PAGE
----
Read the latest news about research conducted by investigators in the College of Earth and Mineral Sciences. Our faculty and students are continually advancing technology, creating solutions and expanding knowledge with new and innovative research.
Is there a way to turn waste into a useful resource and at the same time reduce environmental degradation from closed mines? That's what visiting South African scholar Nemapate Ndivhuwo wants to find out.
The Atlantic Multidecadal Oscillation (AMO) and the Pacific Decadal Oscillation (PDO) do not appear to exist, according to a team of meteorologists who believe this has implications for both the validity of previous studies attributing past trends to these hypothetical natural oscillations and for the prospects of decade-scale climate predictability.
A device to quickly capture and identify various strains of virus has been developed, according to researchers at Penn State and New York University.
A student seed grant competition is now accepting proposals for funding that will support energy and environmental laboratory research.
Students brought two semesters of work to life at the recent WISER/MURE/FURP undergraduate research symposium, where they presented their research and answered questions from other students, staff and faculty, many from outside of their fields.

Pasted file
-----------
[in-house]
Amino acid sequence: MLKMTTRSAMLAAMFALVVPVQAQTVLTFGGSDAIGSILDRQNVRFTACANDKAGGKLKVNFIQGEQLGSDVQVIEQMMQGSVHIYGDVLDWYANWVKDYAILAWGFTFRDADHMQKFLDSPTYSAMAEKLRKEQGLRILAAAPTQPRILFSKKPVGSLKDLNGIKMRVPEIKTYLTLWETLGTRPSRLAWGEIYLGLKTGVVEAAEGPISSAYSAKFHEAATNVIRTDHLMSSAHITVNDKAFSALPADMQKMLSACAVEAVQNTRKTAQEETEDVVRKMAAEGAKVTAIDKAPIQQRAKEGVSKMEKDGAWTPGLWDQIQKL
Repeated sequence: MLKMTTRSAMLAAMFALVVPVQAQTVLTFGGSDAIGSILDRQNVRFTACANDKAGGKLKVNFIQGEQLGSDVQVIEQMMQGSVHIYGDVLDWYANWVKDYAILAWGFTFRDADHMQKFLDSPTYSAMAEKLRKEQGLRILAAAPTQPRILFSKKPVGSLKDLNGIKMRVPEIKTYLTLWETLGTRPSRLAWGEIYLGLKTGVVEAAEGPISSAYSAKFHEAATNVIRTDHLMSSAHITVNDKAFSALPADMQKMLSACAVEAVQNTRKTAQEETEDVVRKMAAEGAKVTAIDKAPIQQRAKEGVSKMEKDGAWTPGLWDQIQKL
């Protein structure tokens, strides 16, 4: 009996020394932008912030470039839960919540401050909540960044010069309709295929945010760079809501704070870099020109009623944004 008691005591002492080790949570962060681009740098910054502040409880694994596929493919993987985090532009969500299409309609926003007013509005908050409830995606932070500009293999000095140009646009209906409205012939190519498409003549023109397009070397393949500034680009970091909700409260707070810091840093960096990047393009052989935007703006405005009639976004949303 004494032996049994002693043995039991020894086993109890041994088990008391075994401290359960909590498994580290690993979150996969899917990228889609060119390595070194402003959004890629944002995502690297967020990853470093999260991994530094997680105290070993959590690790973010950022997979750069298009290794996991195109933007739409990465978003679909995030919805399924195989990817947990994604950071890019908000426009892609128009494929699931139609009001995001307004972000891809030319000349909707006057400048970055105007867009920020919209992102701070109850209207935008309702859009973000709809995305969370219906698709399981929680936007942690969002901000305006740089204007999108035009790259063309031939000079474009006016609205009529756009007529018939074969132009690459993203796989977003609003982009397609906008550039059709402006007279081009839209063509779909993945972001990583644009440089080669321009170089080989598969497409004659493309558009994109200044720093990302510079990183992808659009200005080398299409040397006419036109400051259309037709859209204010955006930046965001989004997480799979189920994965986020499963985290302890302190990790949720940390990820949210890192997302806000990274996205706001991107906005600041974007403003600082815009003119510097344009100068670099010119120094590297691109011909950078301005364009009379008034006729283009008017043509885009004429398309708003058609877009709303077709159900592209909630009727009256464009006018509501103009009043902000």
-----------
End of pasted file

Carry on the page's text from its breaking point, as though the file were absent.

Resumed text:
Underground fiber-optic cables, like those that connect the world through phone and internet service, hold untapped potential for monitoring severe weather, according to scientists at Penn State.
Every day, more than 141 billion liters of water are used solely to flush toilets. With millions of global citizens experiencing water scarcity, what if that amount could be reduced by 50%?
Equilibrium climate sensitivity -- how sensitive the Earth's climate is to changes in atmospheric carbon dioxide -- may be underestimated in individual climate models, according to a team of climate scientists.
Changes in groundwater millions of years ago created alternating layers of vivid yellow and brown in the mineral sphalerite, and those variations align with movements in Earth's orbit that impacted climate in the deep past, Penn State scientists found.
When a seismic event occurs in the commonwealth, the Pennsylvania State Seismic Network (PASEIS) is the first to know.